Utko, who oversaw the redesign of Poland’s Puls Biznesu and Estonia’s Aripaev, stressed that websites do still have a lot to learn from newspapers in design terms.
He said: "The first thing is not to fight with the trends. News will be digital. The way for print is [to communicate] less news and more knowledge. We need a new type of journalism – not just news reporting, but creative."
Utko said magazines and newspapers should be less news-orientated.
Citing a piece of research, he said: "Every short story on the web is almost 100% read, [whereas] readers read only 7% of newspaper stories."
Instead print should be more focused on design and providing readers with easily digestible, bite-sized chunks of information.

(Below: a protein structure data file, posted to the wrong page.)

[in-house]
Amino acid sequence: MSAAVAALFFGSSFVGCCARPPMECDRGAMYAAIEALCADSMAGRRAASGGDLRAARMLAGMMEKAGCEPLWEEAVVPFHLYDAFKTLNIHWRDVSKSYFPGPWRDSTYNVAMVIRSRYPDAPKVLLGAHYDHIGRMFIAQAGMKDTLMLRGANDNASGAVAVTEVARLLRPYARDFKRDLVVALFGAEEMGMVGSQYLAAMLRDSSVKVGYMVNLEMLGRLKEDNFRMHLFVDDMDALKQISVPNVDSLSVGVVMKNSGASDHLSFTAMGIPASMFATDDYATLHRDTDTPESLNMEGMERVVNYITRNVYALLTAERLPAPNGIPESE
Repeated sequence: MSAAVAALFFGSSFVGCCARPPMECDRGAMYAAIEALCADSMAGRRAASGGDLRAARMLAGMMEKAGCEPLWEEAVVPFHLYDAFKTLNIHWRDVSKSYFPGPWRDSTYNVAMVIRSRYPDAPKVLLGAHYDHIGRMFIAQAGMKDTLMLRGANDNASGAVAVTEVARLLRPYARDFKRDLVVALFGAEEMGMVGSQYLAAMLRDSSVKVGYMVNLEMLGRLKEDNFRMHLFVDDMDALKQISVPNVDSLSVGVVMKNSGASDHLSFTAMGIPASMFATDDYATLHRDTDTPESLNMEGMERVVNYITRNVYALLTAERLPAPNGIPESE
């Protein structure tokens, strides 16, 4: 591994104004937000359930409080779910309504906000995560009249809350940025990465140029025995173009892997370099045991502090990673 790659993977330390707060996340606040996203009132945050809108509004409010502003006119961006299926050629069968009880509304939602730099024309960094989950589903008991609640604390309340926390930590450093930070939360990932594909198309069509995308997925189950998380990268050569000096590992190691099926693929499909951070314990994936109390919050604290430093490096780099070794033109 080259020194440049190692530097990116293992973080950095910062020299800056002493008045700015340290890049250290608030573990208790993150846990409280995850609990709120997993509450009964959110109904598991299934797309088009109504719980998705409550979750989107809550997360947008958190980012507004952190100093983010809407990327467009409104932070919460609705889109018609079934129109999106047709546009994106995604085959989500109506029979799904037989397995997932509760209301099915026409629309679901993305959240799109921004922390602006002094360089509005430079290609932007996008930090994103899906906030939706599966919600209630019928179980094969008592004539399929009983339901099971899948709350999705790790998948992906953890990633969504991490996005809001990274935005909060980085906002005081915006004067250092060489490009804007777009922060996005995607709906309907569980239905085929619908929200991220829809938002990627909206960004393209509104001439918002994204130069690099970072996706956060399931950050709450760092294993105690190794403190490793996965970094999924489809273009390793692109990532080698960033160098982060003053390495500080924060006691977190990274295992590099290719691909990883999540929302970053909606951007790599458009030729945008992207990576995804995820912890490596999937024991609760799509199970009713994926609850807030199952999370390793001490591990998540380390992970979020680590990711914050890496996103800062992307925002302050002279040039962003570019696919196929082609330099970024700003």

At the core of his argument was the principle that design had two functions – to grab people’s attention and to help them digest the information on offer.
"Who is killing newspapers?" he asked. "Editors who ignore their readers and designers who act like artists."
While he asserted that great design could aid print publishing in terms of copy sales and ad revenue, he pointed out that web designers still have a lot to learn from print: "The big weakness of website design is the template."
Utko cited several examples, singling out the BBC’s news website as a portal that looked clean but was "insensitive", while The Times’ site was "a nice example, clean and neat, but needs to show more emotions."
However, his description of The Independent’s website as "even worse – it’s like nothing happened", raised a laugh among the audience.
He rounded up his speech by telling listeners that "the template is killing websites – we need Scandinavian templates".